Origin of Ti-rich garnets in the groundmass of Wajrakarur field kimberlites, southern India: insights from EPMA and Raman spectroscopy

Ashish N. Dongre, K. S. Viljoen, N. V.Chalapathi Rao, A. Gucsik

Research output: Contribution to journalArticlepeer-review

18 Citations (Scopus)


Although Ti-rich garnets are commonly encountered in the groundmass of many alkaline igneous rocks, they are comparatively rare in kimberlites. Here we report on the occurrence of Ti-rich garnets in the groundmass of the P-15 and KL-3 kimberlites from the diamondiferous Wajrakarur field in the Eastern Dharwar craton of southern India. These garnets contain considerable Ti (11.7–23.9 wt.% TiO2), Ca (31.3–35.8 wt.% CaO), Fe (6.8–15.5 wt.% FeOT) and Cr (0.04–9.7 wt.% Cr2O3), but have low Al (0.2–5.7 wt.% Al2O3). In the case of the P-15 kimberlite they display a range in compositions from andradite to schorlomite, with a low proportion of grossular (andradite(17.7–49.9)schorlomite(34.6–49.5)-grossular(3.7–22.8)-pyrope(1.9–10.4)). A few grains also contain significant chromium and represent a solid solution between schorlomite and uvarovite. The Ti-rich garnets in the KL-3 kimberlite, in contrast, are mostly schorlomitic (54.9─90.9 mol %) in composition. The Ti-rich garnets in the groundmass of these two kimberlites are intimately associated with chromian spinels, perhaps suggesting that the garnet formed through the replacement of spinel. From the textural evidence, it appears unlikely that the garnets could have originated through secondary alteration, but rather seem to have formed through a process in which early magmatic spinels have reacted with late circulating, residual fluids in the final stages of crystallization of the kimberlite magma. Raman spectroscopy provides evidence for low crystallinity in the spinels which is likely to be a result of their partial transformation into andradite during their reaction with a late-stage magmatic (kimberlitic) fluid. The close chemical association of these Ti-rich garnets in TiO2-FeO-CaO space with those reported from ultramafic lamprophyres (UML) is also consistent with results predicted by experimental studies, and possibly implies a genetic link between kimberlite and UML magmas. The occurrence of Ti-rich garnets of similar composition in the Swartruggens orangeite on the Kaapvaal craton in South Africa, as well as in other kimberlites with an orangeitic affinity (e.g. the P-15 kimberlite on the Eastern Dharwar craton in southern India), is inferred to be a reflection of the high Ca- and high Ti-, and the low Al-nature, of the parent magma (i.e. Group II kimberlites).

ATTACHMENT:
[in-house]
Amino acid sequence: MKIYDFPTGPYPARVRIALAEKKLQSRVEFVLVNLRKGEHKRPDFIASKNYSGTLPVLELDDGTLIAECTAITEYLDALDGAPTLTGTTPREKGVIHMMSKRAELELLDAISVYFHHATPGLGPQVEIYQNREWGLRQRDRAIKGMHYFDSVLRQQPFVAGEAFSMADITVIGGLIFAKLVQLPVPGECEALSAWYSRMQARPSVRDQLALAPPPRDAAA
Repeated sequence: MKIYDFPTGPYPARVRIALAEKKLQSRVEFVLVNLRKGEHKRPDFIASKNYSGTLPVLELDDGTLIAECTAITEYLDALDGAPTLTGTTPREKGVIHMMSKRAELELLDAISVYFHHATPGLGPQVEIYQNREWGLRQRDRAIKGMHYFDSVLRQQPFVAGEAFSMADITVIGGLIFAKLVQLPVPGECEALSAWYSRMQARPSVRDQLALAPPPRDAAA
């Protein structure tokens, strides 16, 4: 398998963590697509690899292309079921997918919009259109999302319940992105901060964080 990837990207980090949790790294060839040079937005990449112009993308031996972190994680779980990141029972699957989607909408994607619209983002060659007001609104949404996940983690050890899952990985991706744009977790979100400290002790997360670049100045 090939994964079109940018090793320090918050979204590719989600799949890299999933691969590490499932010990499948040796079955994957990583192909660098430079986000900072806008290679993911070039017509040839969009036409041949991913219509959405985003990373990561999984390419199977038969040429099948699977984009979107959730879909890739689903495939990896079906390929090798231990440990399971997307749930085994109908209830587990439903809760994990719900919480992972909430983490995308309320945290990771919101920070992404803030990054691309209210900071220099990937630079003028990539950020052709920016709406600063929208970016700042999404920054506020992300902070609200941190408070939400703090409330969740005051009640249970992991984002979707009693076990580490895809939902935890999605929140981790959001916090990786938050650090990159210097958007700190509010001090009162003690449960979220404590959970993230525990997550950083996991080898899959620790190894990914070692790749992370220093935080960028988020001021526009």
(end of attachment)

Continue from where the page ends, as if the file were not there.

Original languageEnglish
Pages (from-to)295-307
Number of pages13
JournalMineralogy and Petrology
Issue number2-3
Publication statusPublished - 1 Apr 2016

ASJC Scopus subject areas

  • Geophysics
  • Geochemistry and Petrology


Dive into the research topics of 'Origin of Ti-rich garnets in the groundmass of Wajrakarur field kimberlites, southern India: insights from EPMA and Raman spectroscopy'. Together they form a unique fingerprint.

Cite this